Skip To The Main Content
The trusted leader and voice for oral health care in Connecticut dedicated to the profession and the public

Connecticut State Dental Association

Legislative Initiatives

The 2019 Connecticut Legislative Session took place
January 9 through June 5.

CT Capitol Building Photos

Please click here to read the "Capitol Report" with the Highlights from the 2019 Legislative Session.


Does the Single-Use Plastic Bag Fee Affect My Office?

Effective August 1, 2019, retailers making sales in Connecticut of tangible personal property to the public are required to collect a 10 cent fee per single-use plastic checkout bag. “Single-use checkout bag” is defined as a plastic bag with a thickness of less than four mils and is provided by a store to a customer at the point of sale. “Store” is defined as any retailer, as defined in Conn.Gen.Stat 12-407, that maintains a retail store within the state and sells tangible personal property directly to the public. This definition includes any dental office with a sales tax permit.

For example, if a dental office is using a plastic bag to provide their patients with promotional materials or free items, such as a toothbrush and or floss, then the dental office is not required to collect a fee. If, however, a dental office has a sales tax permit and is selling items to their patients, such as an electronic toothbrush and uses a plastic bag with a thickness of less than four mils, to provide the product to the patient, then the dental office is required to collect a 10 cent fee and report that to the State.

For further information, please click here for more from the CT Department of Revenue Services Guidance Sheet Regarding the Single-Use Plastic Bag Fee. 

If you have additional questions regarding the plastic bag fee, please contact the CT Department of Revenue Services (DRS) directly. You can email DRS Legal Division at or call DRS at (800) 382-9463.

Dental and Oral Health Related Bills that Passed this Session

The legislation extends to dentists the same provider contract requirements and transparency provisions that are already applicable to other health care providers. It adds “dentists” as a medical provider and requires a contracting health organization to establish and implement a procedure to provide each contracted dentist access via the Internet, electronic, or digital access to the organization's fees for the current procedural terminology (CPT), or upon request, the current dental terminology (CDT) codes, and the Health Care Procedure Coding System codes. The bill also mandates that contracted dental providers be given at least ninety days advanced notice of any adjustments by mail, electronic mail or facsimile before an adjustment becomes effective. The dental insurer must issue to network providers the percentage effects of such adjustment for the twenty most frequently performed procedures for which such provider sought reimbursement, during the twelve months immediately preceding the date of such notice.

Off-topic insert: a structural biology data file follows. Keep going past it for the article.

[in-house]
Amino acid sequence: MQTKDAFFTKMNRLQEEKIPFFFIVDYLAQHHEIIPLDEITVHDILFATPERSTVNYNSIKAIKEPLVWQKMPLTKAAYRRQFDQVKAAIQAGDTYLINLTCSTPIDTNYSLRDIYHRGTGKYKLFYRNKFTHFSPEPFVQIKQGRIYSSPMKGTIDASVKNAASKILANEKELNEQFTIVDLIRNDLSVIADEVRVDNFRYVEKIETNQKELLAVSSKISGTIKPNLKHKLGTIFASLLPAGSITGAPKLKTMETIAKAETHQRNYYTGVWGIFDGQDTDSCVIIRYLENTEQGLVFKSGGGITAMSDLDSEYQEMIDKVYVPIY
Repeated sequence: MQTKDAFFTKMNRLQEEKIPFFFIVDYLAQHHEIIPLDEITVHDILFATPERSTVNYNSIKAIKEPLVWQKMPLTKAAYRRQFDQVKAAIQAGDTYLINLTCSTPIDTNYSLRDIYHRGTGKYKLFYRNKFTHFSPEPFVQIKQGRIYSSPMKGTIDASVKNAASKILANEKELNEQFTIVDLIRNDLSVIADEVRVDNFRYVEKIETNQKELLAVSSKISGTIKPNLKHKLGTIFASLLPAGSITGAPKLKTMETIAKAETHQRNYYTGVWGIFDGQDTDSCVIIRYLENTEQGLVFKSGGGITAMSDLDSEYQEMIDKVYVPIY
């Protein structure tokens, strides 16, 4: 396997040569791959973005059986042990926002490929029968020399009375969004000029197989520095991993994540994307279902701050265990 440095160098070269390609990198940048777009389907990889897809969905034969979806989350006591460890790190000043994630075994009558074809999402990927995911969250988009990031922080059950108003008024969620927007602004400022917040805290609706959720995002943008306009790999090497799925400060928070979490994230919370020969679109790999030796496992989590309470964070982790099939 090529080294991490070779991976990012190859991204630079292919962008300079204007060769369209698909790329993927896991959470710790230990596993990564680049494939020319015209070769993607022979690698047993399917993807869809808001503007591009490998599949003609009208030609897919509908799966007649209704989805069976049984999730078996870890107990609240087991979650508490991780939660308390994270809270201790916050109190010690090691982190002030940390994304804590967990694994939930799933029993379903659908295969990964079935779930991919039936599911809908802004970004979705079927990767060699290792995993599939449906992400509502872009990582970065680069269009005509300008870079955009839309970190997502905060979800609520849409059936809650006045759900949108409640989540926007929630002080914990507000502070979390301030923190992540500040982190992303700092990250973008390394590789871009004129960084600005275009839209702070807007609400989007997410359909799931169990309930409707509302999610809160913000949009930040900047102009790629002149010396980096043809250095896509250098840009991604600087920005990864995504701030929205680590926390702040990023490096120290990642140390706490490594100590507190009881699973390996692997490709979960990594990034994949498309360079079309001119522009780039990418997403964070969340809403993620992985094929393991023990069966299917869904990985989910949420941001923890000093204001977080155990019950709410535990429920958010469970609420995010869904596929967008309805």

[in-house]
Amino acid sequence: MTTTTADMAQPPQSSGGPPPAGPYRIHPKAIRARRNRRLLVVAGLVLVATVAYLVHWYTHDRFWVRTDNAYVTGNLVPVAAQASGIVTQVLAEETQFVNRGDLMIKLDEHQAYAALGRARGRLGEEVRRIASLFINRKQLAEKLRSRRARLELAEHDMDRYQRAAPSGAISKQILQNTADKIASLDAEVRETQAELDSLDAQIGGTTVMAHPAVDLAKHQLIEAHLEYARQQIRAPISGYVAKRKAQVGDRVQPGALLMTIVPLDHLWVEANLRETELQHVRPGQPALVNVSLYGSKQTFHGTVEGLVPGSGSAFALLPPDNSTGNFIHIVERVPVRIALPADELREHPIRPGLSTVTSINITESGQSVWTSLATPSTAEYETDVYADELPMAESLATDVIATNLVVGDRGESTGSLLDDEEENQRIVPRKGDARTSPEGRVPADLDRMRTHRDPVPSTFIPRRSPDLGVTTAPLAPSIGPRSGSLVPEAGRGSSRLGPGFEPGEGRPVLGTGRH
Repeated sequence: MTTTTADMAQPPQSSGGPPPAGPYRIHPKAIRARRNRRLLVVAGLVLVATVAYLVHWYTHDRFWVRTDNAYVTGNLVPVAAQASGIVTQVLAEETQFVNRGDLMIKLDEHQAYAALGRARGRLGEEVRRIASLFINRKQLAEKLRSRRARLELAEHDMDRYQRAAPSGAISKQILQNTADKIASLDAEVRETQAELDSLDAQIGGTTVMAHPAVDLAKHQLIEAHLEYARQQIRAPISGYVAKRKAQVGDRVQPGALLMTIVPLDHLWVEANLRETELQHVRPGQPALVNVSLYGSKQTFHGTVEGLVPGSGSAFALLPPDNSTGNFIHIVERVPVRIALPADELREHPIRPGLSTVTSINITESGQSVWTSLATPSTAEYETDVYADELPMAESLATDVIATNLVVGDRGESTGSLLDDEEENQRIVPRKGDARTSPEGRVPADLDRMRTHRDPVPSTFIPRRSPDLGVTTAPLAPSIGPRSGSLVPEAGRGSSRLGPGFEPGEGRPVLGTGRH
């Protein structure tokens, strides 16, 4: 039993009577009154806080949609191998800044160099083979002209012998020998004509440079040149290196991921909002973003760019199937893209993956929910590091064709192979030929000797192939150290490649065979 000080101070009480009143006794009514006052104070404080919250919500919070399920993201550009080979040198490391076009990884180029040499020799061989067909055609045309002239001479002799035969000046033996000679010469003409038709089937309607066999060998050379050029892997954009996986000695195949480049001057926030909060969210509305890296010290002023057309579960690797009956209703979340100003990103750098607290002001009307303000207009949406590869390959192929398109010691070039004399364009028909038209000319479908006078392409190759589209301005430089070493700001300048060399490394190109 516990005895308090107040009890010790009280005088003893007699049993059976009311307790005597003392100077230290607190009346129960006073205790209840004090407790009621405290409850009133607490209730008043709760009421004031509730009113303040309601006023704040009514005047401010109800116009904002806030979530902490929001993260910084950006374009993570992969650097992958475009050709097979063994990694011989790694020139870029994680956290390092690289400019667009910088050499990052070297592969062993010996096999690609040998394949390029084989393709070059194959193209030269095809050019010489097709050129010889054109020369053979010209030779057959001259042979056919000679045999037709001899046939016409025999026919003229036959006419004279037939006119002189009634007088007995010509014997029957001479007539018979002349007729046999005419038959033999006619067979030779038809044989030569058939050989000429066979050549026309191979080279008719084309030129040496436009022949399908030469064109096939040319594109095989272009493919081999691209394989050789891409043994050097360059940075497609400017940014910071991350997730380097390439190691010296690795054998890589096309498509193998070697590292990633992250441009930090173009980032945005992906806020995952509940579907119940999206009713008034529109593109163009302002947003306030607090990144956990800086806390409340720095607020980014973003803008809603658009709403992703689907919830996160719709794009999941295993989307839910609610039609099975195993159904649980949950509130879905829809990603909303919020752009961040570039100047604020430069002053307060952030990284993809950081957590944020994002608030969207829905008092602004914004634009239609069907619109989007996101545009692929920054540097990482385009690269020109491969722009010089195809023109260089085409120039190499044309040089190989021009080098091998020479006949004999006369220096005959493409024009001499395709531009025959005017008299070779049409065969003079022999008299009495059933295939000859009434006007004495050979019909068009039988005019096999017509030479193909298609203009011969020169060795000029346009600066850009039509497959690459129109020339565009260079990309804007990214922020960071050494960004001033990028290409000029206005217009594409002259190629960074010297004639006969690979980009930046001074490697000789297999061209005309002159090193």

EFFECTIVE DATE: January 1, 2020

The legislation requires the Public Health Committee chairpersons to convene a working group to advise the committee on the licensure of dental therapists by the Department of Public Health. The CSDA has been appointed as a member of the working group. 

EFFECTIVE DATE: July 1, 2019

The legislation allows dental assistants, as an alternative to the DANB examination, to complete an infection control competency assessment administered by an in-state dental education program accredited by CODA. It also extends the maximum on-the-job training period to pass the DANB examination or the infection control competency assessment to 15 months.